Amid Recession, One Automaker Is Prospering While Chrysler and GM struggle through bankruptcy, there's another American automaker that's doing quite well, thank you. Little Tikes is based in Hudson, Ohio, and despite the recession, demand for the company's Cozy Coupes has shown no signs of a slowdown.
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Amid Recession, One Automaker Is Prospering

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Amid Recession, One Automaker Is Prospering

Amid Recession, One Automaker Is Prospering

Amid Recession, One Automaker Is Prospering

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  • <iframe src="https://www.npr.org/player/embed/105227106/105263178" width="100%" height="290" frameborder="0" scrolling="no" title="NPR embedded audio player">
  • Transcript

Team coordinator Susan Bennett catches a Little Tikes Cozy Coupe body as it rolls off the assembly line at the toy manufacturer in Hudson, Ohio. Chris Stephens/The Plain Dealer/AP hide caption

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Chris Stephens/The Plain Dealer/AP

Team coordinator Susan Bennett catches a Little Tikes Cozy Coupe body as it rolls off the assembly line at the toy manufacturer in Hudson, Ohio.

Chris Stephens/The Plain Dealer/AP

More Cozy Coupes are sold each year in the U.S. than Toyota Camrys or Honda Accords. Courtesy of Little Tikes hide caption

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Courtesy of Little Tikes

More Cozy Coupes are sold each year in the U.S. than Toyota Camrys or Honda Accords.

Courtesy of Little Tikes

The 1979 and 2009 Cozy Coupes are on display in an exhibit at the Macedonia Preservation Facility of The Crawford Auto-Aviation Museum in Ohio. Courtesy of Little Tikes hide caption

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Courtesy of Little Tikes

The 1979 and 2009 Cozy Coupes are on display in an exhibit at the Macedonia Preservation Facility of The Crawford Auto-Aviation Museum in Ohio.

Courtesy of Little Tikes

Across the Midwest, auto plants are on extended summer breaks or, worse, shuttered for good as turmoil in the industry continues. But there's one factory in Ohio that can barely keep up with demand for its hot car.

It has two doors and an iconic, compact design.

"This car really has done a great job of reading what the consumers want these days," says auto expert Paul Eisenstein. He publishes TheDetroitBureau.com.

"Whether you're talking about its performance, which is pretty good, depending on who's behind the wheel. It has a lot of really nice features," says Eisenstein. "You don't have to worry about these vehicles breaking down. In this case, the driver might break down a little bit. Get a little tired and have to count on Mom and Dad."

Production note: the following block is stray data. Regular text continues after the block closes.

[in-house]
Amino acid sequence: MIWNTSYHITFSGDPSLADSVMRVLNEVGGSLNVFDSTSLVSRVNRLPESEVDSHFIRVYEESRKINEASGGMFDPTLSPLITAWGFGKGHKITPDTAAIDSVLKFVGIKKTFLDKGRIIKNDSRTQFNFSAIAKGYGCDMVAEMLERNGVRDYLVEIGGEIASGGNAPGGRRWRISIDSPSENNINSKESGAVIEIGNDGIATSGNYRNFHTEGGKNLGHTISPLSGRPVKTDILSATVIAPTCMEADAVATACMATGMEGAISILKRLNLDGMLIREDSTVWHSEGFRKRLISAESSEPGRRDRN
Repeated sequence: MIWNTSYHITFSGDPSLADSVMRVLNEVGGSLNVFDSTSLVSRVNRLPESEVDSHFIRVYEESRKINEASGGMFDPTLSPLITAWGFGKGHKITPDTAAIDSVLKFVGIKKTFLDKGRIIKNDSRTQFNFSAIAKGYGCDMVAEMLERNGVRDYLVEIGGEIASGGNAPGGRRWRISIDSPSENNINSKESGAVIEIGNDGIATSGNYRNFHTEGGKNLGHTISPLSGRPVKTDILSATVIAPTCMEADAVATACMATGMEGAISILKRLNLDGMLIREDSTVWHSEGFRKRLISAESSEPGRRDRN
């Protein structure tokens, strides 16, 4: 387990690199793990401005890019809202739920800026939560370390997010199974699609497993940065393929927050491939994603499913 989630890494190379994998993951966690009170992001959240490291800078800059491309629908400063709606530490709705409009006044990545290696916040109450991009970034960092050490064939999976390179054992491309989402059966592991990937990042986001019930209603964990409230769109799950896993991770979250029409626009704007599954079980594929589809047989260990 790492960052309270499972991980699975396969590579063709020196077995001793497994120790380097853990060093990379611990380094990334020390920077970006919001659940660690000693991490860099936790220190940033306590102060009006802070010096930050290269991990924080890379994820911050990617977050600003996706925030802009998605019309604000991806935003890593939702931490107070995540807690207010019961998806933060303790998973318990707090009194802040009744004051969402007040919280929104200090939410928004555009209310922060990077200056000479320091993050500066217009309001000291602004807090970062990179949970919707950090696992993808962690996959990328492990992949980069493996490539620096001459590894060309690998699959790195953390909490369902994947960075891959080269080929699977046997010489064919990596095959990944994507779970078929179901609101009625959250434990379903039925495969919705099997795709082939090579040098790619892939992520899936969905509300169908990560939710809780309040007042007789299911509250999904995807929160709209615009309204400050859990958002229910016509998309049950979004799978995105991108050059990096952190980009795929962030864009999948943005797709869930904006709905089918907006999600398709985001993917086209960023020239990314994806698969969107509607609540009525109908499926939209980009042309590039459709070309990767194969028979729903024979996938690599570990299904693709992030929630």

Wait. Mom and Dad? Yes, the nation's best-selling car is the Little Tikes Cozy Coupe: that molded plastic yellow and red sub-subcompact with countless fans like 3-year-old Audrey Kuntz of North Royalton, Ohio. She makes car sounds as she rides around in her Cozy Coupe.

The Cozy Coupe is delightfully low-tech and environmentally friendly. No gas or batteries are needed. It's powered by a toddler's legs or a parent's push.

The Little Tikes factory in Hudson, Ohio, runs 24 hours a day, cranking out a Cozy Coupe every minute. Sales have remained strong, moving more than 450,000 of these cute plastic cars every year in the U.S. That's more than the runners-up in the sales race: the Toyota Camry or Honda Accord.

Bill Holcomb, the plant manager, says it feels nice to be in an auto factory in Ohio that is doing pretty well. "The Cozy Coupe isn't subject to the same woes that Chrysler and GM are subject to today," he says.

The little car has gone through only a few minor face-lifts in its life span. Little Tikes executive Tom Richmond says the biggest change actually came this year with a new front end that looks like a happy face, with big cartoonish eyes.

"We've given Cozy a personality," he says. "He has a full-length video. He has eyes, he has a mouth; we've humanized him."

The Cozy Coupe also now has cupholders.

"Of course those are primarily for Mom and Dad, but [they're] also a great place for sippy cups and so on," he explains.

As the Cozy Coupe celebrates its 30th anniversary this year, it entered automotive history.

Last weekend, the Crawford Auto-Aviation Museum in Cleveland inducted the Cozy Coupe into its permanent collection. Museum Director Allan Unrein says it deserves to be among the historic Model T's and Packards.

"This, of all the cars I've ever seen in my life, that's the only one everybody aspires to. That's the Cozy Coupe," he says.

Unrein says that when the kids came for the induction, he realized the beleaguered automakers could learn a thing or two from the Cozy Coupe when designing their new models.

"Sometimes they become too appliancelike," he says. "They just lost that emotional appeal where there is emotional appeal. Those kids who were riding around, I can take it from them and they're all sad and crying, you know. I can take your Honda away from you and you're not going to be sad and crying. I'll find something else or whatever."

No wonder Honda and Toyota can't compete. Oh, and maybe the fact that the Cozy Coupe sells for the low-low price of $49.

Dan Bobkoff reports for member station WCPN in Cleveland.